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Challenging claims that the defendant is the source of an incriminating email

May 18, 2015 Challenging claims that the defendant is the source of an incriminating email

Police and prosecutors routinely have a knee-jerk claim that a few ounces of marijuana coupled with a few thousand dollars amounts to intent to distribute the marijuana.

Let us say that police lawfully stop a suspect’s car, lawfully find two ounces of marijuana and a few thousand dollars in the car, lawfully get the driver’s admission that the marijuana and money are his, and obtain no other incriminating evidence. A good argument can be made that reasonable doubt exists whether the defendant feloniously possessed the marijuana with intent to distribute it, versus only being guilty of misdemeanor pot possession.

Particularly if the marijuana use was for medicinal purposes, possessing two ounces of marijuana can be particularly compelling as representing no more than one to two months of daily medicine. Medicinal marijuana users want a reliable supply of quality marijuana as medicine with their preferred percentage blend of cannabis sativa to cannabis indicia. Even if the marijuana is not being smoked medicinally, a regular user easily can smoke at least two grams of marijuana daily, which can easily use up two ounces of marijuana within a month.

Thanks to marijuana cultivation expert Chris Conrad for illustrating how small two ounces of marijuana (for instance) really is, through his Cannabis Yields and Dosages study (free here).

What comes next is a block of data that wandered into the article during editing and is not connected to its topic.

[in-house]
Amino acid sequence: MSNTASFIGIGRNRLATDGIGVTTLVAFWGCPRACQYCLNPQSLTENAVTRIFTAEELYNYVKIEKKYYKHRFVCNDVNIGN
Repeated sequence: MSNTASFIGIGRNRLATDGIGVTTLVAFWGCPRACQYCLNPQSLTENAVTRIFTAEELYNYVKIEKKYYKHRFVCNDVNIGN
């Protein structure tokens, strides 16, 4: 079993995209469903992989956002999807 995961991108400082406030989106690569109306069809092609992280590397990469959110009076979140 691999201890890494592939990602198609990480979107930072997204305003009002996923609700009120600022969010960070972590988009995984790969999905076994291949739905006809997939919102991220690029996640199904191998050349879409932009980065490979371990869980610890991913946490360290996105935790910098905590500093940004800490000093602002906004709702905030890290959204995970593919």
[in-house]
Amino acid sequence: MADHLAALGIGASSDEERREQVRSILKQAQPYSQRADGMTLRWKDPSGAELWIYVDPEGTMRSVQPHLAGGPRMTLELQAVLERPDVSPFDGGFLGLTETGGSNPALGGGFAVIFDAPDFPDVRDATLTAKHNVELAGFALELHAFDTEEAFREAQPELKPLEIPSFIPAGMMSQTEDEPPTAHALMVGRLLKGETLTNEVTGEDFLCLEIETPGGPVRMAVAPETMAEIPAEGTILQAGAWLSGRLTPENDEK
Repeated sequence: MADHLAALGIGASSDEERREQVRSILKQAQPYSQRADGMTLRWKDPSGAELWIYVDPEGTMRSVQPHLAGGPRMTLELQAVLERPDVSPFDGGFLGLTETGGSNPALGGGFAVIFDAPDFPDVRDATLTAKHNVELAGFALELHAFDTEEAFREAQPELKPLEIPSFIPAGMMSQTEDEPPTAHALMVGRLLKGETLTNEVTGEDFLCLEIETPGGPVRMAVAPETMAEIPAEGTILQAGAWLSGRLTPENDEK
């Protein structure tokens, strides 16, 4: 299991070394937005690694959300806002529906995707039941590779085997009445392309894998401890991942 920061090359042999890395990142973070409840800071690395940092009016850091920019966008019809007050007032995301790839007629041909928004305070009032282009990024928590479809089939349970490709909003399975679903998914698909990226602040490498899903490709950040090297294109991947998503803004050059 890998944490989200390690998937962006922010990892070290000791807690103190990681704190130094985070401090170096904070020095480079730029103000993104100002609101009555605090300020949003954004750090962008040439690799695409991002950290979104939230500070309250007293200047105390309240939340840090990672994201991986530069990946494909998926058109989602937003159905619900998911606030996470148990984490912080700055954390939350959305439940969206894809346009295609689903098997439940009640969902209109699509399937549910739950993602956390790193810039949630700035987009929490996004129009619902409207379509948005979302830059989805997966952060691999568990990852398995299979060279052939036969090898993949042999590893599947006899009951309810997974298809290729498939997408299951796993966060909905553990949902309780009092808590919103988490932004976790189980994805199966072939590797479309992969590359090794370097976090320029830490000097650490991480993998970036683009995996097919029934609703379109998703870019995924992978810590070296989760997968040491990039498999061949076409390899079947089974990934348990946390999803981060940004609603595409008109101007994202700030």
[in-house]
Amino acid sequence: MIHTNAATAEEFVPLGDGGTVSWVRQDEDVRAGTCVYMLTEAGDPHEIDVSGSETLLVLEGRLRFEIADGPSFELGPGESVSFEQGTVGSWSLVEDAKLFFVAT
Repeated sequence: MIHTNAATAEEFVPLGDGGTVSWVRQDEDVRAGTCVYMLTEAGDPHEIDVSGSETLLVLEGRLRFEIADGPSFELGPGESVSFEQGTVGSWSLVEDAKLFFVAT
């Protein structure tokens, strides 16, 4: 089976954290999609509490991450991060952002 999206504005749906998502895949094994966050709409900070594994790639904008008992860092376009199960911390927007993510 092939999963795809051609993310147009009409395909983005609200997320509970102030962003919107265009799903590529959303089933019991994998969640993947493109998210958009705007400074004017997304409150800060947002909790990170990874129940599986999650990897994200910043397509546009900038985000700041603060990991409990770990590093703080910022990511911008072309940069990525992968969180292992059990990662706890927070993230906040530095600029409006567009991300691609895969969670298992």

Having several thousands of dollars together with marijuana does not establish a connection between the two. Five thousand dollars, for instance, is no long nearly worth what it was worth even ten years ago. That five thousand dollars might easily pay for the first month’s rent and security deposit on plenty on plenty of two-bedroom apartments in the District of Columbia metropolitan area, where plenty of vendors and service providers reject checks for such important payments, to avoid the checks bouncing like rubber ball.

In the foregoing scenario, a prosecutor is free to try to argue until he is blue in the face that the quantity of marijuana coupled with the cash is enough to prove intent to distribute. A good criminal defense lawyer will be able to underscore to the jury or judge the absence of such indicia of intent to distribute as materials to package smaller marijuana quantities, a high market price to purchase the two ounces, scales, records of marijuana purchases and sales, and text messages and other communications between the suspect and suspected marijuana customers of the suspect.

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